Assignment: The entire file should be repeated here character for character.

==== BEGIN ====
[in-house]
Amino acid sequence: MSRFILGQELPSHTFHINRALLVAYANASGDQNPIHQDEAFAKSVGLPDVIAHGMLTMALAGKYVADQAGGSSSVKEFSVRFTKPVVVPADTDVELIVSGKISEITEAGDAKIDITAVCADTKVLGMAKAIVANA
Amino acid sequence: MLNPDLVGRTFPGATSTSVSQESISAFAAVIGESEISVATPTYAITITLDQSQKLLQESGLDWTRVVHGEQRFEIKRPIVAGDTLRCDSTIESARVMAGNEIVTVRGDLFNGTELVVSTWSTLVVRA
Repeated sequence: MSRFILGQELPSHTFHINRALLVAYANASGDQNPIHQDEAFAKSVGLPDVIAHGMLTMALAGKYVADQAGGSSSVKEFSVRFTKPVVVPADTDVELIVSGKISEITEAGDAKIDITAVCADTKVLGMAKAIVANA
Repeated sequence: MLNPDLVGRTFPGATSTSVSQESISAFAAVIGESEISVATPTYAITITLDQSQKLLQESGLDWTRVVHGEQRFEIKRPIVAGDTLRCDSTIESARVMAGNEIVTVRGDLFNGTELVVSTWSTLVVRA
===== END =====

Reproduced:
[in-house]
Amino acid sequence: MSRFILGQELPSHTFHINRALLVAYANASGDQNPIHQDEAFAKSVGLPDVIAHGMLTMALAGKYVADQAGGSSSVKEFSVRFTKPVVVPADTDVELIVSGKISEITEAGDAKIDITAVCADTKVLGMAKAIVANA
Amino acid sequence: MLNPDLVGRTFPGATSTSVSQESISAFAAVIGESEISVATPTYAITITLDQSQKLLQESGLDWTRVVHGEQRFEIKRPIVAGDTLRCDSTIESARVMAGNEIVTVRGDLFNGTELVVSTWSTLVVRA
Repeated sequence: MSRFILGQELPSHTFHINRALLVAYANASGDQNPIHQDEAFAKSVGLPDVIAHGMLTMALAGKYVADQAGGSSSVKEFSVRFTKPVVVPADTDVELIVSGKISEITEAGDAKIDITAVCADTKVLGMAKAIVANA
Repeated sequence: MLNPDLVGRTFPGATSTSVSQESISAFAAVIGESEISVATPTYAITITLDQSQKLLQESGLDWTRVVHGEQRFEIKRPIVAGDTLRCDSTIESARVMAGNEIVTVRGDLFNGTELVVSTWSTLVVRA